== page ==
The milestone was marked by a bolt tightening ceremony, which saw Professor Sir Jim McDonald, Principal and Vice-Chancellor of the University of Strathclyde, operator of NMIS, tighten the final bolt in the frame.
Now clearly visible from surrounding areas thanks to its impressive size and distinct heather-coloured cladding, another key element of the flagship facility is also coming to life – erection of the structural timber frame, which is set to house the collaboration hub, is now well underway. It will feature a unique lattice design and sit next to the steel framed digital factory and manufacturing skills academy.
At the same time, work has begun on the glazing of a 384m2 window to the world, which will overlook Netherton Square and give passers-by a glimpse into the future of manufacturing.
When complete, the awe-inspiring building will be around 1.5 times the size of Hampden Park football pitch and clearly identifiable from the sky above nearby Glasgow Airport.
Aiming for a BREEAM ‘outstanding’ award for sustainability - the highest accolade for sustainability in UK construction, the main contractor, Morrison Construction is integrating innovative technologies and materials that have been or can be remanufactured and reused, while also striving to avoid the use of the most polluting ones.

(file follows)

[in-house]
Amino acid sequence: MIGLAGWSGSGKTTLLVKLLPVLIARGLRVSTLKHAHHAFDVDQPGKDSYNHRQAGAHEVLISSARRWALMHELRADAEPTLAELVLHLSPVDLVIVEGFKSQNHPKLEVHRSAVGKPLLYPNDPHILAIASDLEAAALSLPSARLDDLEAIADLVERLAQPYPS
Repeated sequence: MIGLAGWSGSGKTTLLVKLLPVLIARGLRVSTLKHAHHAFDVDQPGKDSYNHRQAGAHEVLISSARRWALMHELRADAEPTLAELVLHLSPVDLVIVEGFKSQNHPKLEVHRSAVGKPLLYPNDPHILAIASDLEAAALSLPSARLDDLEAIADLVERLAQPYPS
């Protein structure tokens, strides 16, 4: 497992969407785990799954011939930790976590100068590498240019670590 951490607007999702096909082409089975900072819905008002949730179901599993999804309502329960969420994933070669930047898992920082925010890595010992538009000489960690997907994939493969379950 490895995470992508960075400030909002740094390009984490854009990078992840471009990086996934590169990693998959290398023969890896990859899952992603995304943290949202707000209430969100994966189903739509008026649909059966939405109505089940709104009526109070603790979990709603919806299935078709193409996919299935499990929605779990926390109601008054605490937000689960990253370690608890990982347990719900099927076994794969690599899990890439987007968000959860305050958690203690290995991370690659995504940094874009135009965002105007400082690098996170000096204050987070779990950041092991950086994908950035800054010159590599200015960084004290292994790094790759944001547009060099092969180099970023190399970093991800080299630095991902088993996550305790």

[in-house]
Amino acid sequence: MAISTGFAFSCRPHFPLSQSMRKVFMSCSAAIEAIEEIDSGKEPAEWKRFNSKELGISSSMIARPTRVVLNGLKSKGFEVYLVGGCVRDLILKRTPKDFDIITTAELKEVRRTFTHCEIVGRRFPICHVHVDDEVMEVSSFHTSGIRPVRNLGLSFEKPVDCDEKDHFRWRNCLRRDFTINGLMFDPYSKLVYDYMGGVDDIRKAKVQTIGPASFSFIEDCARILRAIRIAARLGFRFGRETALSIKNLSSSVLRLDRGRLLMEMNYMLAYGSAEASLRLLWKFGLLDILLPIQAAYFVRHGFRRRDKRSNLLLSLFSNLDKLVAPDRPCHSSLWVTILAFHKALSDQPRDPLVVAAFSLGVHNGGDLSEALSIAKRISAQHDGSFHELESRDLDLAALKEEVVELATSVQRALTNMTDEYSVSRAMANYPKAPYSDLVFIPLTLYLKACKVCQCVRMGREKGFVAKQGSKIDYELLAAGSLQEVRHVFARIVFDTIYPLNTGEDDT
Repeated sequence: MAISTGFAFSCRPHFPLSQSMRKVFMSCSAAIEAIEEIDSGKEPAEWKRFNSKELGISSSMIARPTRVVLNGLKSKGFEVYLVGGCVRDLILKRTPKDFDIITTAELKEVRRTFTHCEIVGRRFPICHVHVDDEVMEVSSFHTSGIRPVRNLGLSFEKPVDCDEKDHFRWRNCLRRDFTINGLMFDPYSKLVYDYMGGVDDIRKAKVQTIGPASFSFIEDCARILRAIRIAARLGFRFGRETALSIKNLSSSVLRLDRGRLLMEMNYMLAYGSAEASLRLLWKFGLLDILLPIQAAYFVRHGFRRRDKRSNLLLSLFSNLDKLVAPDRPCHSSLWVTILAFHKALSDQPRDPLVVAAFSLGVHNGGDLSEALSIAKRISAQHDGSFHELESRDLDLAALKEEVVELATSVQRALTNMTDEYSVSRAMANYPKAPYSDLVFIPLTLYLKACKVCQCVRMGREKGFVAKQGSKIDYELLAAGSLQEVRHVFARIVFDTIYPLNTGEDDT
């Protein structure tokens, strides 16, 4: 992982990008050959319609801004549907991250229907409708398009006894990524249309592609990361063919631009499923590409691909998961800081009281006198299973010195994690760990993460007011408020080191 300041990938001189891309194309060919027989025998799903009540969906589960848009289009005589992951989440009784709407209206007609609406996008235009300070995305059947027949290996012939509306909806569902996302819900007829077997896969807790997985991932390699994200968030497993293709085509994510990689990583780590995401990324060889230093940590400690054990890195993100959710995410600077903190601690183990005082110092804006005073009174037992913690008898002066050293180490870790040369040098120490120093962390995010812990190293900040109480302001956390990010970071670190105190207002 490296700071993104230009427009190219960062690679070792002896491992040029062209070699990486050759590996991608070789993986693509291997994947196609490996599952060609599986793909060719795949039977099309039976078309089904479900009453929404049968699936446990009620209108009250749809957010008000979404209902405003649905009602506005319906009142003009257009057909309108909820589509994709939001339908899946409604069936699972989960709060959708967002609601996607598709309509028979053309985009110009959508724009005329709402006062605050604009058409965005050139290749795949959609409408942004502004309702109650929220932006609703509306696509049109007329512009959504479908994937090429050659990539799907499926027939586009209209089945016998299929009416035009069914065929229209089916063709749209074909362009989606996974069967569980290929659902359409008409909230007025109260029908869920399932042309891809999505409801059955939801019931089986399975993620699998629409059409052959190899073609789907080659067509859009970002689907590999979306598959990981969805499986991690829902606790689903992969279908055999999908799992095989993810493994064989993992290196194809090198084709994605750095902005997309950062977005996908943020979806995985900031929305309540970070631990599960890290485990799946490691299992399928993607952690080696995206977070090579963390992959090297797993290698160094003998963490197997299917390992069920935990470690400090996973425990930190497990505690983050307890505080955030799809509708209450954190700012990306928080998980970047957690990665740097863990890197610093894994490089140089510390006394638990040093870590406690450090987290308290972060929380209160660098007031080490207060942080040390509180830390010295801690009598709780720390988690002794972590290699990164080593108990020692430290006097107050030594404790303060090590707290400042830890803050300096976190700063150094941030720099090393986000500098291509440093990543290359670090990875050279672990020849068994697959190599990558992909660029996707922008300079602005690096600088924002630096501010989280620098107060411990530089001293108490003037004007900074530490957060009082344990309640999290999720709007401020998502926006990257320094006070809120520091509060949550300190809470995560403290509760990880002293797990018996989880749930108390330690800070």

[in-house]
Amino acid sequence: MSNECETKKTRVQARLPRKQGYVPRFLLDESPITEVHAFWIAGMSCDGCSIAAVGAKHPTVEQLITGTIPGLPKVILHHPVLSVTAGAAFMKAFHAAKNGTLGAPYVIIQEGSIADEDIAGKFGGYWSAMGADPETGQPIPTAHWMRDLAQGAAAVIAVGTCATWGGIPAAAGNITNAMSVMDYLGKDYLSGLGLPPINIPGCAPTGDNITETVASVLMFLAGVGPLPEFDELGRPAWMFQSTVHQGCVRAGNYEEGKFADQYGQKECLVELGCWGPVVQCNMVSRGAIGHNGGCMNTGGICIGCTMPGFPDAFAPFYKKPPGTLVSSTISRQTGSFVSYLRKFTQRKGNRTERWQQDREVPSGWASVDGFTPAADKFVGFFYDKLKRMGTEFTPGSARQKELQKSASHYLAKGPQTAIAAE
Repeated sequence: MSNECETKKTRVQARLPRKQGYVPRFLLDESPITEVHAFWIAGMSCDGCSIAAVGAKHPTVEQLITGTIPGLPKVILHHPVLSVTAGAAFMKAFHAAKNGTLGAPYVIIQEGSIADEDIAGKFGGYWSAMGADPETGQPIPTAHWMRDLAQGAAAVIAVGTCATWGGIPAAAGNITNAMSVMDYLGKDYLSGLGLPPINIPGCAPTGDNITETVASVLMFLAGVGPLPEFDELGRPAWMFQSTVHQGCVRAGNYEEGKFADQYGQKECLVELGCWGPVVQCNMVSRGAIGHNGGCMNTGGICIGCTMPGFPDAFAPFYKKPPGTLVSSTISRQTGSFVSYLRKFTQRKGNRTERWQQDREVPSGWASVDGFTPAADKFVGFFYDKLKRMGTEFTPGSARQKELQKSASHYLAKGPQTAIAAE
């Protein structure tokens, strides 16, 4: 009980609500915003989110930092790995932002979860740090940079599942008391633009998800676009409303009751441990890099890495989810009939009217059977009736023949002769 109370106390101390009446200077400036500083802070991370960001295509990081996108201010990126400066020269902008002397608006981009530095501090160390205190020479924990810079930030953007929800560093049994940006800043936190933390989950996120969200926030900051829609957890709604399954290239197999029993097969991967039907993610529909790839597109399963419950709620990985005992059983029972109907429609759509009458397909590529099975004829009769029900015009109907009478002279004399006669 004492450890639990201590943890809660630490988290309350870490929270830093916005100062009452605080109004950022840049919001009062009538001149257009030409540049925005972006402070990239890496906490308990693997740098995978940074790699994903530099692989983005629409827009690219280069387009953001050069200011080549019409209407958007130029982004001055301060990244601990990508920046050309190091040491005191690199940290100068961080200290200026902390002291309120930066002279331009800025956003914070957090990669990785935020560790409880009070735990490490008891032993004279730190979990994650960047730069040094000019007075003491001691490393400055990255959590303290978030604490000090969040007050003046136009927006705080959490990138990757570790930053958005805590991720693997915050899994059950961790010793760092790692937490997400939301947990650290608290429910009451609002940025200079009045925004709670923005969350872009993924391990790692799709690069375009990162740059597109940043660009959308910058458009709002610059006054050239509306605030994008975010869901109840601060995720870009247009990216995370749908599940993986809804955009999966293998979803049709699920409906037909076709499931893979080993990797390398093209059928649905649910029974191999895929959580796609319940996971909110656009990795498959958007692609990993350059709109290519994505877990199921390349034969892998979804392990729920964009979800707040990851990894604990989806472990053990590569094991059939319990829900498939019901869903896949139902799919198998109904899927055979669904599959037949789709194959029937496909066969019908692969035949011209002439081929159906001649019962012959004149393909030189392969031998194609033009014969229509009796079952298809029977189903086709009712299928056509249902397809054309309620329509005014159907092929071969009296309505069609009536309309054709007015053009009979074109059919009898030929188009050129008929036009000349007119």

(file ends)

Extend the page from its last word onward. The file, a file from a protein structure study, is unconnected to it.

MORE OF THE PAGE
John Reid, CEO of the National Manufacturing Institute Scotland, said: “This is a truly significant milestone in the construction of our headquarters, and we are thrilled to see the building come to life. With the steel frame in place, it’s already clear what an impressive facility this is going to be and while we are very much looking forward to the building opening and continuing in our ambition to transform manufacturing, we are also working hard to ensure that our support for the Scottish manufacturing community and beyond is worthy of such a world-class facility.
“The past 18 months has been an extremely challenging time for many manufacturers, but as we come out of the other side, we are here to help them access technologies and expertise that will help them overcome problems, exploit new opportunities, increase productivity and boost the skills of the workforce.”
Professor Sir Jim McDonald, principal and vice-chancellor of the University of Strathclyde said: “I am delighted to see The National Manufacturing Institute Scotland (NMIS) reach this significant stage in its development.
“When the facility opens its doors next year it will quickly become an important part of Scotland’s engineering and manufacturing landscape. The centre is already bringing academics, industry partners and the public sector together to create jobs, foster innovation and boost productivity and the economy of Renfrewshire, Scotland and the UK, and beyond.”
Eddie Roberston, managing director, Morrison Construction Building Central, commented: “The NMIS project is very much a flagship scheme for all the stakeholders involved and we are delighted to mark the progress we have made so far. The new building is set to be a first-class facility that will be the home for some very important work that will have an impact on both the wider region and the whole of Scotland when finished.”